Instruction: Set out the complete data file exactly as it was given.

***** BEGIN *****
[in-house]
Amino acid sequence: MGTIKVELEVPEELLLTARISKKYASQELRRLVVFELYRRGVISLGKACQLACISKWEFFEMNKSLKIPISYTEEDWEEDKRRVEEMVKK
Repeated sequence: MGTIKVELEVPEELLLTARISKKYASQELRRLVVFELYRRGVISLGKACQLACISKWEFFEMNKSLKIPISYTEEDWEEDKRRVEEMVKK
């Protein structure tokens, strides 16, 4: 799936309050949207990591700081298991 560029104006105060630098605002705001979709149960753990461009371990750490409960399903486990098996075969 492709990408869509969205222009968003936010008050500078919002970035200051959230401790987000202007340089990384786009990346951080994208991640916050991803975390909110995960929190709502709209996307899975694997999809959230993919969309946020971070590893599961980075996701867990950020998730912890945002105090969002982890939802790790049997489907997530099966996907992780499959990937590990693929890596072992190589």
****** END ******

[in-house]
Amino acid sequence: MGTIKVELEVPEELLLTARISKKYASQELRRLVVFELYRRGVISLGKACQLACISKWEFFEMNKSLKIPISYTEEDWEEDKRRVEEMVKK
Repeated sequence: MGTIKVELEVPEELLLTARISKKYASQELRRLVVFELYRRGVISLGKACQLACISKWEFFEMNKSLKIPISYTEEDWEEDKRRVEEMVKK
């Protein structure tokens, strides 16, 4: 799936309050949207990591700081298991 560029104006105060630098605002705001979709149960753990461009371990750490409960399903486990098996075969 492709990408869509969205222009968003936010008050500078919002970035200051959230401790987000202007340089990384786009990346951080994208991640916050991803975390909110995960929190709502709209996307899975694997999809959230993919969309946020971070590893599961980075996701867990950020998730912890945002105090969002982890939802790790049997489907997530099966996907992780499959990937590990693929890596072992190589």